A well-aged patina presentation of a rare fastback 1941 Cadillac coupe...That's what first attracted you to this one. And to make it a true rat rod kind of cool, they upgraded the V8 power, gave it a five-speed, and updated all the right pieces to make it a great driver.
The first impression is this coupe looks fresh from being found in a long-lost garage or barn. And right now, there's nothing cooler than showing up in a vehicle that looks worn-in not worn-out. By the second glance, .....
you realize that this car is quite exceptional. After all, the sheetmetal is as straight as a six-figure classic. The brightwork is a similar story. It's complete and intricate, right down to the goddess hood ornament. But it also has the right ageing to go with the worn-in paint. So while this whole car has the level of completeness that some may see as a restoration candidate, we all really know this look was work that was done on purpose. So all it may even need is a clearcoat or matte top layer if you really want to lock-in in this unique style.
The interior is pure rat rod cool with some secretly rewarding upgrades. For example, the green carpeting and light green door panels have an old-school style, but they are later updates that feel rather fresh. Some cars of this genre love to replace the front seats with whatever they can find (you may even see some with lawn chairs!) This one upholds the mismatched tradition, but it utilizes late-model GM buckets. So you actually get nice bolstering and shoulder seat belts. The dash keeps the classic art deco look, but upon closer inspection, you'll see the speedo and clock slots in the dash now house a full Hanline readout package. And while the classic Caddy steering wheel is fun, the factory never gave you a floor shifter like that in '41.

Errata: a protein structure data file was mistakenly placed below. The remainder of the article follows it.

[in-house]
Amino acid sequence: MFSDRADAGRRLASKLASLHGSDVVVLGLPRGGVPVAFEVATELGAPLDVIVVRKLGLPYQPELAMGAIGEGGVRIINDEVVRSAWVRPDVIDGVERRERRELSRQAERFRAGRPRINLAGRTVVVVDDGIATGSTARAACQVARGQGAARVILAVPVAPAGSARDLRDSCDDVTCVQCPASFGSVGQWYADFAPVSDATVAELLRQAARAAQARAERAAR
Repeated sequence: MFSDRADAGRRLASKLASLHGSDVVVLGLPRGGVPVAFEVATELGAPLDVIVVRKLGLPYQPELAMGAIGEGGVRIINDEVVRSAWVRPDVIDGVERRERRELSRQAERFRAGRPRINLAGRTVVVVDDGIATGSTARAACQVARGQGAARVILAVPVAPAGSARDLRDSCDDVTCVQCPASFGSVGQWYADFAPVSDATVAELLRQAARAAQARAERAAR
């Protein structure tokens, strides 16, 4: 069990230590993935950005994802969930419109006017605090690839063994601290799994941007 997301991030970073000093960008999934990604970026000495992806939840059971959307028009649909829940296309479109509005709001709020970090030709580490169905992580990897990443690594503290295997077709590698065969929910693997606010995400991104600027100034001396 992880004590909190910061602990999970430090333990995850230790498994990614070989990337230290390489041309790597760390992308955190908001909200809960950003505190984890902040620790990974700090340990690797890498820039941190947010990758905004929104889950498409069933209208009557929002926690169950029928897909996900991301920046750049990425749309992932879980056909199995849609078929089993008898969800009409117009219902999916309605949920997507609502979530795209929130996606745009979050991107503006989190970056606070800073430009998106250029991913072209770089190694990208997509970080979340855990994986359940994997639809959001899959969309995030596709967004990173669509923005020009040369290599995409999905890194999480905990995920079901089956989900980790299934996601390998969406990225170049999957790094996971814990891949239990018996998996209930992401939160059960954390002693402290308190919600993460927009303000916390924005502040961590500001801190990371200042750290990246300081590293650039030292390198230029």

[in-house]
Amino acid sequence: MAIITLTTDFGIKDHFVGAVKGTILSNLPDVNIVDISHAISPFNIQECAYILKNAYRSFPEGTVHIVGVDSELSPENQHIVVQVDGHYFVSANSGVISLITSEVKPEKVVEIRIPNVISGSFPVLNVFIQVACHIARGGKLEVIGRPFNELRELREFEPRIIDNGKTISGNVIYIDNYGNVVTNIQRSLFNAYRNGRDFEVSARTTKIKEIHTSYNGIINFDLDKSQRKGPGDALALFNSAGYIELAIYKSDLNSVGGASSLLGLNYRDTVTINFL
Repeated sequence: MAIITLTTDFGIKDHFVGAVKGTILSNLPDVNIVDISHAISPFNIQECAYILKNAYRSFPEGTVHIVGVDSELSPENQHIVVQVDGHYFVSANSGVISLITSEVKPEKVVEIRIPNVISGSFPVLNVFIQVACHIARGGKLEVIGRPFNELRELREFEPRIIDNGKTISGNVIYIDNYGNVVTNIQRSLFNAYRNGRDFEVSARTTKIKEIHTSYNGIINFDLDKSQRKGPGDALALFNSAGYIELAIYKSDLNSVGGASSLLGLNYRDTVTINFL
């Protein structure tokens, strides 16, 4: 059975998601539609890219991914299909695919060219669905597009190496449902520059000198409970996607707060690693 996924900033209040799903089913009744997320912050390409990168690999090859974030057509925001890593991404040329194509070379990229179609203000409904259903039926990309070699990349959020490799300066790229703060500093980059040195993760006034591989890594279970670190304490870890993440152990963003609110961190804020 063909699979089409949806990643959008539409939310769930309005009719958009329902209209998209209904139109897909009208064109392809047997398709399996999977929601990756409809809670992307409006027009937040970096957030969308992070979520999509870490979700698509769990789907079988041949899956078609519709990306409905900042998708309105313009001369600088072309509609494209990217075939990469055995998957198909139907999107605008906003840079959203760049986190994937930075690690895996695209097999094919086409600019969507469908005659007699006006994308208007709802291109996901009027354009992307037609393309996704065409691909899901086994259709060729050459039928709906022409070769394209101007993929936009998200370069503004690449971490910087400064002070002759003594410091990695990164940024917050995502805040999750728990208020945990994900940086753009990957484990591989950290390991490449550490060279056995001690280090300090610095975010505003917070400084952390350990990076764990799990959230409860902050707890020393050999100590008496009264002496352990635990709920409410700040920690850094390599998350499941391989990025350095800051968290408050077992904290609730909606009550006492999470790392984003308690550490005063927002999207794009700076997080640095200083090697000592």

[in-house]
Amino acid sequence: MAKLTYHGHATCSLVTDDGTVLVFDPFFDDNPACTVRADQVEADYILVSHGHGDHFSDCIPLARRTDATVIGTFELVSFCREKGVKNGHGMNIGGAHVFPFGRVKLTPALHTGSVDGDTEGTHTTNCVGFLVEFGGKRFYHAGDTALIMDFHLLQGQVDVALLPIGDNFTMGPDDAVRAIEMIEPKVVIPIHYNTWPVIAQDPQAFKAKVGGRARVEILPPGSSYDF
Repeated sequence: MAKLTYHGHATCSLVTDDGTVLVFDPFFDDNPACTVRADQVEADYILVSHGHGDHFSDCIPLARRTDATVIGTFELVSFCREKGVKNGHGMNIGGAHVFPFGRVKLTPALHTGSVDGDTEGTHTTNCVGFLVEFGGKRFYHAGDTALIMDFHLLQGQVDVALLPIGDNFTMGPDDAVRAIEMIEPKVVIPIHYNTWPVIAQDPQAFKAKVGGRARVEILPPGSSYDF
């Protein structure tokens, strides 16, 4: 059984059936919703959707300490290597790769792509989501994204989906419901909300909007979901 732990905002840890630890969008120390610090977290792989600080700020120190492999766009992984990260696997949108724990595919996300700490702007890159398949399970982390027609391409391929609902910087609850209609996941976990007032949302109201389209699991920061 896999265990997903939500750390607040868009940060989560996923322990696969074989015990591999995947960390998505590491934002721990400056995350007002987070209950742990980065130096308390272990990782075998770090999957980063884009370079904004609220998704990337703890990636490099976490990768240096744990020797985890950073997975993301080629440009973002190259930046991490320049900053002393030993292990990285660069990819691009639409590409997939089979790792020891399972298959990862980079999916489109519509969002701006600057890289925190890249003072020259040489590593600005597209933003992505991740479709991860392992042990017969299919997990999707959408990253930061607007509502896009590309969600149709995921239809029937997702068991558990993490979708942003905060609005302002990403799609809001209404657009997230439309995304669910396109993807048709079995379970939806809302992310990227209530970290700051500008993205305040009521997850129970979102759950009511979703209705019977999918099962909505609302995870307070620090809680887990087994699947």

When you look under the hood, the bright valve covers may say Cadillac, but that's a bit of a lie. Instead, the powerhouse is from another part of the GM family with a Chevy small block V8. This 305 cubic-inch motor has nice features like a Holley four-barrel carburetor and HEI ignition. Plus, this V8 is smaller and lighter than the old Caddy flathead that was first in here. It makes for a lower center of gravity and places most of the motor behind the front axle. This is no supercar, but we bet you'll love talking about those features with a big grin on your face when you park next to one at Cars & Coffee. And this one was really meant to be driven to your favorite places. The motor fires up nicely; the independent front end was given a comprehensive rebuild; and the five-speed manual transmission is a smooth shifter that gives you highway versatility.
This is one of those fun/amazing builds with a rare classic that rarely cross over into hot rod and rat rod territory. So if you want to get some honest attention, you need an honest caddy like this. Call today!!!